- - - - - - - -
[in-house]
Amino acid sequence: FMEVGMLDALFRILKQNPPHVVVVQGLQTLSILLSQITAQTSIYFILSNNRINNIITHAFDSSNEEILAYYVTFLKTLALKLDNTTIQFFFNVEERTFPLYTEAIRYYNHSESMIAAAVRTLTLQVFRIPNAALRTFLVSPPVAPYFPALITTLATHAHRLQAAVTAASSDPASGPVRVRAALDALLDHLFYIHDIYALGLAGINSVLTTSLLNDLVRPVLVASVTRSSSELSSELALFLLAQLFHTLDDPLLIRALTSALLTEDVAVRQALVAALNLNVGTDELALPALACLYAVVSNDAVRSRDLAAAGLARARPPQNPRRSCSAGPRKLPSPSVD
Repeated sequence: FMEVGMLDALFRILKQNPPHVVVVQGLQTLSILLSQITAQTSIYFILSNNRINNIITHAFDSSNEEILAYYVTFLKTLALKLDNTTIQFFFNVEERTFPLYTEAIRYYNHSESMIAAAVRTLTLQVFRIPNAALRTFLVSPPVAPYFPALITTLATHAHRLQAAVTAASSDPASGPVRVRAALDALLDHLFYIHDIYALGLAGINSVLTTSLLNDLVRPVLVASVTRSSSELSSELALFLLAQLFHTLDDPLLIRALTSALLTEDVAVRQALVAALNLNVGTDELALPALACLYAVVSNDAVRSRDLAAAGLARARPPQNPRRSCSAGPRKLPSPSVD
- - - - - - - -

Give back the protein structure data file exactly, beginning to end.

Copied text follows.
[in-house]
Amino acid sequence: FMEVGMLDALFRILKQNPPHVVVVQGLQTLSILLSQITAQTSIYFILSNNRINNIITHAFDSSNEEILAYYVTFLKTLALKLDNTTIQFFFNVEERTFPLYTEAIRYYNHSESMIAAAVRTLTLQVFRIPNAALRTFLVSPPVAPYFPALITTLATHAHRLQAAVTAASSDPASGPVRVRAALDALLDHLFYIHDIYALGLAGINSVLTTSLLNDLVRPVLVASVTRSSSELSSELALFLLAQLFHTLDDPLLIRALTSALLTEDVAVRQALVAALNLNVGTDELALPALACLYAVVSNDAVRSRDLAAAGLARARPPQNPRRSCSAGPRKLPSPSVD
Repeated sequence: FMEVGMLDALFRILKQNPPHVVVVQGLQTLSILLSQITAQTSIYFILSNNRINNIITHAFDSSNEEILAYYVTFLKTLALKLDNTTIQFFFNVEERTFPLYTEAIRYYNHSESMIAAAVRTLTLQVFRIPNAALRTFLVSPPVAPYFPALITTLATHAHRLQAAVTAASSDPASGPVRVRAALDALLDHLFYIHDIYALGLAGINSVLTTSLLNDLVRPVLVASVTRSSSELSSELALFLLAQLFHTLDDPLLIRALTSALLTEDVAVRQALVAALNLNVGTDELALPALACLYAVVSNDAVRSRDLAAAGLARARPPQNPRRSCSAGPRKLPSPSVD